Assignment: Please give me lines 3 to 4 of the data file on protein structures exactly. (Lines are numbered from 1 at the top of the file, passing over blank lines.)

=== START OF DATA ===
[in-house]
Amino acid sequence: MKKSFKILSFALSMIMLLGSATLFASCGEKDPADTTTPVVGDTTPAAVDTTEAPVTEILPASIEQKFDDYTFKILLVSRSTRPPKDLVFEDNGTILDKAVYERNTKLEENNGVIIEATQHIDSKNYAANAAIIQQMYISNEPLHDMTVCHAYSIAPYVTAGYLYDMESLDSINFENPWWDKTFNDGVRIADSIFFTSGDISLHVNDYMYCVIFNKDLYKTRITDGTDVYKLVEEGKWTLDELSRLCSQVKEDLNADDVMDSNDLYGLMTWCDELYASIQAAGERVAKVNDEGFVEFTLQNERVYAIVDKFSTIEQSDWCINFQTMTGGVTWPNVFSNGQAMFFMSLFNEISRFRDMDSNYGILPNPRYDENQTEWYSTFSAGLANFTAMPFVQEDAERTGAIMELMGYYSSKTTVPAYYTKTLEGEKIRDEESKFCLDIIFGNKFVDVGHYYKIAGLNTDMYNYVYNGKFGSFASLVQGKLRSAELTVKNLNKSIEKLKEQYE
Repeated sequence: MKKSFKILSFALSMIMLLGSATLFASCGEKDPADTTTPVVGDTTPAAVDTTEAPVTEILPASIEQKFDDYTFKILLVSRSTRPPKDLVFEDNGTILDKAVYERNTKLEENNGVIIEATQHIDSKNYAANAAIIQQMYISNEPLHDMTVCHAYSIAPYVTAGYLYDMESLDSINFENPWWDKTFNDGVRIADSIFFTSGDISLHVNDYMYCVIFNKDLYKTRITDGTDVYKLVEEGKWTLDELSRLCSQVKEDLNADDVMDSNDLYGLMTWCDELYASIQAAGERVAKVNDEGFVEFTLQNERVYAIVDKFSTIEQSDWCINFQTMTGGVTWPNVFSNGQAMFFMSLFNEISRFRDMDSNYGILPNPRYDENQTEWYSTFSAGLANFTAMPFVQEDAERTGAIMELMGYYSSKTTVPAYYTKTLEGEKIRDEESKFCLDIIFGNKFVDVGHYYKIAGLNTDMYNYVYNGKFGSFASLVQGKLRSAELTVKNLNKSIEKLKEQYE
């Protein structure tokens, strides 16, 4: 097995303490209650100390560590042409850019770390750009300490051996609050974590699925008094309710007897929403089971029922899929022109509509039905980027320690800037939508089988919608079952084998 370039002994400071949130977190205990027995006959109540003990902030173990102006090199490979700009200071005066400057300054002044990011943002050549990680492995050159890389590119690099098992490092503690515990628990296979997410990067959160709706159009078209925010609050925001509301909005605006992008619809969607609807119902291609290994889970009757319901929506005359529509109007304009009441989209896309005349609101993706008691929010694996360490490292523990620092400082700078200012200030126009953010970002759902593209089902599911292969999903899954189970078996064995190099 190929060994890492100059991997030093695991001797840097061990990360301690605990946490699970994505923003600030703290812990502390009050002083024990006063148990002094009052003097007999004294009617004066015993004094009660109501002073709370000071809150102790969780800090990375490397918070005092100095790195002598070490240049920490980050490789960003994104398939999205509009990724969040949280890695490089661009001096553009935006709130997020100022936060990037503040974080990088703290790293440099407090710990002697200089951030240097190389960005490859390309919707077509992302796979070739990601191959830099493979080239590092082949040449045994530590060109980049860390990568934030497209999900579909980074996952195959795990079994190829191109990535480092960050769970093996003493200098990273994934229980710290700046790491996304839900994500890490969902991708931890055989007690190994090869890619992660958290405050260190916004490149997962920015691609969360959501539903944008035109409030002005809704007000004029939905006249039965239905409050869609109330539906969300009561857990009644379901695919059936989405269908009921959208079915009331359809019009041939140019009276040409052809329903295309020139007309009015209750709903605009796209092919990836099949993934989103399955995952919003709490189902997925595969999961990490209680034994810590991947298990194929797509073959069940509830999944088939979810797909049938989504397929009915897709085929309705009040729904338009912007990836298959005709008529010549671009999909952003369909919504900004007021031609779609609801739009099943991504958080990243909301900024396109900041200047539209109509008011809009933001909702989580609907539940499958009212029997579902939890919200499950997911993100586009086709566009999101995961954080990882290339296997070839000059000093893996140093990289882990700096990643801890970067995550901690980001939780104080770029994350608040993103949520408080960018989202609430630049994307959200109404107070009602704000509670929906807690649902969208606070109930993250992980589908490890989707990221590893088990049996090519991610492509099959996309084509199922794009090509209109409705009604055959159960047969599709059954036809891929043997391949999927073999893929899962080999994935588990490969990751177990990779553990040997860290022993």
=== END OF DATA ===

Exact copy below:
Repeated sequence: MKKSFKILSFALSMIMLLGSATLFASCGEKDPADTTTPVVGDTTPAAVDTTEAPVTEILPASIEQKFDDYTFKILLVSRSTRPPKDLVFEDNGTILDKAVYERNTKLEENNGVIIEATQHIDSKNYAANAAIIQQMYISNEPLHDMTVCHAYSIAPYVTAGYLYDMESLDSINFENPWWDKTFNDGVRIADSIFFTSGDISLHVNDYMYCVIFNKDLYKTRITDGTDVYKLVEEGKWTLDELSRLCSQVKEDLNADDVMDSNDLYGLMTWCDELYASIQAAGERVAKVNDEGFVEFTLQNERVYAIVDKFSTIEQSDWCINFQTMTGGVTWPNVFSNGQAMFFMSLFNEISRFRDMDSNYGILPNPRYDENQTEWYSTFSAGLANFTAMPFVQEDAERTGAIMELMGYYSSKTTVPAYYTKTLEGEKIRDEESKFCLDIIFGNKFVDVGHYYKIAGLNTDMYNYVYNGKFGSFASLVQGKLRSAELTVKNLNKSIEKLKEQYE
């Protein structure tokens, strides 16, 4: 097995303490209650100390560590042409850019770390750009300490051996609050974590699925008094309710007897929403089971029922899929022109509509039905980027320690800037939508089988919608079952084998 370039002994400071949130977190205990027995006959109540003990902030173990102006090199490979700009200071005066400057300054002044990011943002050549990680492995050159890389590119690099098992490092503690515990628990296979997410990067959160709706159009078209925010609050925001509301909005605006992008619809969607609807119902291609290994889970009757319901929506005359529509109007304009009441989209896309005349609101993706008691929010694996360490490292523990620092400082700078200012200030126009953010970002759902593209089902599911292969999903899954189970078996064995190099 190929060994890492100059991997030093695991001797840097061990990360301690605990946490699970994505923003600030703290812990502390009050002083024990006063148990002094009052003097007999004294009617004066015993004094009660109501002073709370000071809150102790969780800090990375490397918070005092100095790195002598070490240049920490980050490789960003994104398939999205509009990724969040949280890695490089661009001096553009935006709130997020100022936060990037503040974080990088703290790293440099407090710990002697200089951030240097190389960005490859390309919707077509992302796979070739990601191959830099493979080239590092082949040449045994530590060109980049860390990568934030497209999900579909980074996952195959795990079994190829191109990535480092960050769970093996003493200098990273994934229980710290700046790491996304839900994500890490969902991708931890055989007690190994090869890619992660958290405050260190916004490149997962920015691609969360959501539903944008035109409030002005809704007000004029939905006249039965239905409050869609109330539906969300009561857990009644379901695919059936989405269908009921959208079915009331359809019009041939140019009276040409052809329903295309020139007309009015209750709903605009796209092919990836099949993934989103399955995952919003709490189902997925595969999961990490209680034994810590991947298990194929797509073959069940509830999944088939979810797909049938989504397929009915897709085929309705009040729904338009912007990836298959005709008529010549671009999909952003369909919504900004007021031609779609609801739009099943991504958080990243909301900024396109900041200047539209109509008011809009933001909702989580609907539940499958009212029997579902939890919200499950997911993100586009086709566009999101995961954080990882290339296997070839000059000093893996140093990289882990700096990643801890970067995550901690980001939780104080770029994350608040993103949520408080960018989202609430630049994307959200109404107070009602704000509670929906807690649902969208606070109930993250992980589908490890989707990221590893088990049996090519991610492509099959996309084509199922794009090509209109409705009604055959159960047969599709059954036809891929043997391949999927073999893929899962080999994935588990490969990751177990990779553990040997860290022993």